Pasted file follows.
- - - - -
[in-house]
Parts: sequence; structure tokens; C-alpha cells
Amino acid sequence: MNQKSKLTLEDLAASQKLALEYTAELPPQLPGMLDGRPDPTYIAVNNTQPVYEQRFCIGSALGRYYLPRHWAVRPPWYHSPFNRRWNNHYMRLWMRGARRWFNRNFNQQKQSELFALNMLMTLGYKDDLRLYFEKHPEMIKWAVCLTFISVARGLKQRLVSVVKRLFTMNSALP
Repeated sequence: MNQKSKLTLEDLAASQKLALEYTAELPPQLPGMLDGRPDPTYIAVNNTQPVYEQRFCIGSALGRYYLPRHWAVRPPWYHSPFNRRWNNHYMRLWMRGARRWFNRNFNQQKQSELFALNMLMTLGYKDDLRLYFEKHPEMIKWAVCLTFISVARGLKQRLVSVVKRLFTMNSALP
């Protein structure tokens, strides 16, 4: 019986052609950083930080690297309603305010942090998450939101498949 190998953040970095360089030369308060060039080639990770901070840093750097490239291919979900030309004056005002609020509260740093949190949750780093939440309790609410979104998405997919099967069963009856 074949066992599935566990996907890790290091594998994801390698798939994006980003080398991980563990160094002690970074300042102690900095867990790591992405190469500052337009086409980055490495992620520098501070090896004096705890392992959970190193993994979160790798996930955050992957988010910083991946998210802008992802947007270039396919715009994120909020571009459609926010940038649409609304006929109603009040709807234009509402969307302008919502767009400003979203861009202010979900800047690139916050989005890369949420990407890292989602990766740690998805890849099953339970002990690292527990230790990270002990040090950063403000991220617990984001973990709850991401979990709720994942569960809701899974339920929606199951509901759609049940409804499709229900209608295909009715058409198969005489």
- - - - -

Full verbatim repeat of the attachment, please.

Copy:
[in-house]
Parts: sequence; structure tokens; C-alpha cells
Amino acid sequence: MNQKSKLTLEDLAASQKLALEYTAELPPQLPGMLDGRPDPTYIAVNNTQPVYEQRFCIGSALGRYYLPRHWAVRPPWYHSPFNRRWNNHYMRLWMRGARRWFNRNFNQQKQSELFALNMLMTLGYKDDLRLYFEKHPEMIKWAVCLTFISVARGLKQRLVSVVKRLFTMNSALP
Repeated sequence: MNQKSKLTLEDLAASQKLALEYTAELPPQLPGMLDGRPDPTYIAVNNTQPVYEQRFCIGSALGRYYLPRHWAVRPPWYHSPFNRRWNNHYMRLWMRGARRWFNRNFNQQKQSELFALNMLMTLGYKDDLRLYFEKHPEMIKWAVCLTFISVARGLKQRLVSVVKRLFTMNSALP
């Protein structure tokens, strides 16, 4: 019986052609950083930080690297309603305010942090998450939101498949 190998953040970095360089030369308060060039080639990770901070840093750097490239291919979900030309004056005002609020509260740093949190949750780093939440309790609410979104998405997919099967069963009856 074949066992599935566990996907890790290091594998994801390698798939994006980003080398991980563990160094002690970074300042102690900095867990790591992405190469500052337009086409980055490495992620520098501070090896004096705890392992959970190193993994979160790798996930955050992957988010910083991946998210802008992802947007270039396919715009994120909020571009459609926010940038649409609304006929109603009040709807234009509402969307302008919502767009400003979203861009202010979900800047690139916050989005890369949420990407890292989602990766740690998805890849099953339970002990690292527990230790990270002990040090950063403000991220617990984001973990709850991401979990709720994942569960809701899974339920929606199951509901759609049940409804499709229900209608295909009715058409198969005489």